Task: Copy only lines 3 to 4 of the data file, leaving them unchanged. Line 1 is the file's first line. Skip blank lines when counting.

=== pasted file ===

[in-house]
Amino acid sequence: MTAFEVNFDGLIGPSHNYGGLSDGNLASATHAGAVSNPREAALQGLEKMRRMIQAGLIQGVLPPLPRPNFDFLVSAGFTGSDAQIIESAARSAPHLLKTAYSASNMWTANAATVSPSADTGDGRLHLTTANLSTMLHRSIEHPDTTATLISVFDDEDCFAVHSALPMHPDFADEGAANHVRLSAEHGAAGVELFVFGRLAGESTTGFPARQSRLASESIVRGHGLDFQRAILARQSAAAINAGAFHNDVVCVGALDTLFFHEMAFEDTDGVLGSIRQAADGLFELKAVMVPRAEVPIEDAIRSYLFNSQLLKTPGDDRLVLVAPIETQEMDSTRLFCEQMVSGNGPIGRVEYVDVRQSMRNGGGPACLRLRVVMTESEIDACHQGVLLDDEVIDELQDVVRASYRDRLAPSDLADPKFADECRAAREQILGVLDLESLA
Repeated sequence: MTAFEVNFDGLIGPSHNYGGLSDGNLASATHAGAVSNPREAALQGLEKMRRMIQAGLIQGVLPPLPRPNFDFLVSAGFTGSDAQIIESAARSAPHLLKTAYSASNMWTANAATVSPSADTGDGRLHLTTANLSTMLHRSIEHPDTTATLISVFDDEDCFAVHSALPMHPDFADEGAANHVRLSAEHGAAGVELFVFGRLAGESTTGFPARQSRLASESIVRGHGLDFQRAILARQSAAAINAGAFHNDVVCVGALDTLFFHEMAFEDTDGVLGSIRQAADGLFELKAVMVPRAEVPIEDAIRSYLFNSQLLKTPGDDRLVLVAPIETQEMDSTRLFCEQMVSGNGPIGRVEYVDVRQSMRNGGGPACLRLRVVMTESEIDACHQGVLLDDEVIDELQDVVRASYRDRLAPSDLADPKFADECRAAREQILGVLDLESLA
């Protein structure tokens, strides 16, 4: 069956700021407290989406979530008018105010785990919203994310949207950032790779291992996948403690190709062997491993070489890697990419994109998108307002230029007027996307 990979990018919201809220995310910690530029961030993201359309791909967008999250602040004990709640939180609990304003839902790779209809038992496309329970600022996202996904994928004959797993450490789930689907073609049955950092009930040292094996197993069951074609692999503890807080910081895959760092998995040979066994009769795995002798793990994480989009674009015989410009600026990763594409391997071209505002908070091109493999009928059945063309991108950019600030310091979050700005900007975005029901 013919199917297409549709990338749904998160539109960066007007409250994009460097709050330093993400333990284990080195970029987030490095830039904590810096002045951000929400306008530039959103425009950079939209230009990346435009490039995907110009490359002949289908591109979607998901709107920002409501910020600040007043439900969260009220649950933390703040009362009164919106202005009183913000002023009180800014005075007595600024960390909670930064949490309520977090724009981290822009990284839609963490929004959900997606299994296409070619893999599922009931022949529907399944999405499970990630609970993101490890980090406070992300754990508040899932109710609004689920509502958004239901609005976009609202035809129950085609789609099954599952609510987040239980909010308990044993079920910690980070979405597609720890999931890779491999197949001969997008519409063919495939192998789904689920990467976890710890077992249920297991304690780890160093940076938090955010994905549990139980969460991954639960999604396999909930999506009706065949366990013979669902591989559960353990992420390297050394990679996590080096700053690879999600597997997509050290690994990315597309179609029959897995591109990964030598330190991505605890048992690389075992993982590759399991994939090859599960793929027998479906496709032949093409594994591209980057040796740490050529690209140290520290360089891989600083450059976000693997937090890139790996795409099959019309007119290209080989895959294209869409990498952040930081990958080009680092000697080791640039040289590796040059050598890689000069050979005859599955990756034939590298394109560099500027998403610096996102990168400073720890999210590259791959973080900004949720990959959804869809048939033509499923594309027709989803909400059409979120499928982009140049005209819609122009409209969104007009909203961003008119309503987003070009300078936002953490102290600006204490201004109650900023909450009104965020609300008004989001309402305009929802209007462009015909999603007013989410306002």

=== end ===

Repeated sequence: MTAFEVNFDGLIGPSHNYGGLSDGNLASATHAGAVSNPREAALQGLEKMRRMIQAGLIQGVLPPLPRPNFDFLVSAGFTGSDAQIIESAARSAPHLLKTAYSASNMWTANAATVSPSADTGDGRLHLTTANLSTMLHRSIEHPDTTATLISVFDDEDCFAVHSALPMHPDFADEGAANHVRLSAEHGAAGVELFVFGRLAGESTTGFPARQSRLASESIVRGHGLDFQRAILARQSAAAINAGAFHNDVVCVGALDTLFFHEMAFEDTDGVLGSIRQAADGLFELKAVMVPRAEVPIEDAIRSYLFNSQLLKTPGDDRLVLVAPIETQEMDSTRLFCEQMVSGNGPIGRVEYVDVRQSMRNGGGPACLRLRVVMTESEIDACHQGVLLDDEVIDELQDVVRASYRDRLAPSDLADPKFADECRAAREQILGVLDLESLA
């Protein structure tokens, strides 16, 4: 069956700021407290989406979530008018105010785990919203994310949207950032790779291992996948403690190709062997491993070489890697990419994109998108307002230029007027996307 990979990018919201809220995310910690530029961030993201359309791909967008999250602040004990709640939180609990304003839902790779209809038992496309329970600022996202996904994928004959797993450490789930689907073609049955950092009930040292094996197993069951074609692999503890807080910081895959760092998995040979066994009769795995002798793990994480989009674009015989410009600026990763594409391997071209505002908070091109493999009928059945063309991108950019600030310091979050700005900007975005029901 013919199917297409549709990338749904998160539109960066007007409250994009460097709050330093993400333990284990080195970029987030490095830039904590810096002045951000929400306008530039959103425009950079939209230009990346435009490039995907110009490359002949289908591109979607998901709107920002409501910020600040007043439900969260009220649950933390703040009362009164919106202005009183913000002023009180800014005075007595600024960390909670930064949490309520977090724009981290822009990284839609963490929004959900997606299994296409070619893999599922009931022949529907399944999405499970990630609970993101490890980090406070992300754990508040899932109710609004689920509502958004239901609005976009609202035809129950085609789609099954599952609510987040239980909010308990044993079920910690980070979405597609720890999931890779491999197949001969997008519409063919495939192998789904689920990467976890710890077992249920297991304690780890160093940076938090955010994905549990139980969460991954639960999604396999909930999506009706065949366990013979669902591989559960353990992420390297050394990679996590080096700053690879999600597997997509050290690994990315597309179609029959897995591109990964030598330190991505605890048992690389075992993982590759399991994939090859599960793929027998479906496709032949093409594994591209980057040796740490050529690209140290520290360089891989600083450059976000693997937090890139790996795409099959019309007119290209080989895959294209869409990498952040930081990958080009680092000697080791640039040289590796040059050598890689000069050979005859599955990756034939590298394109560099500027998403610096996102990168400073720890999210590259791959973080900004949720990959959804869809048939033509499923594309027709989803909400059409979120499928982009140049005209819609122009409209969104007009909203961003008119309503987003070009300078936002953490102290600006204490201004109650900023909450009104965020609300008004989001309402305009929802209007462009015909999603007013989410306002």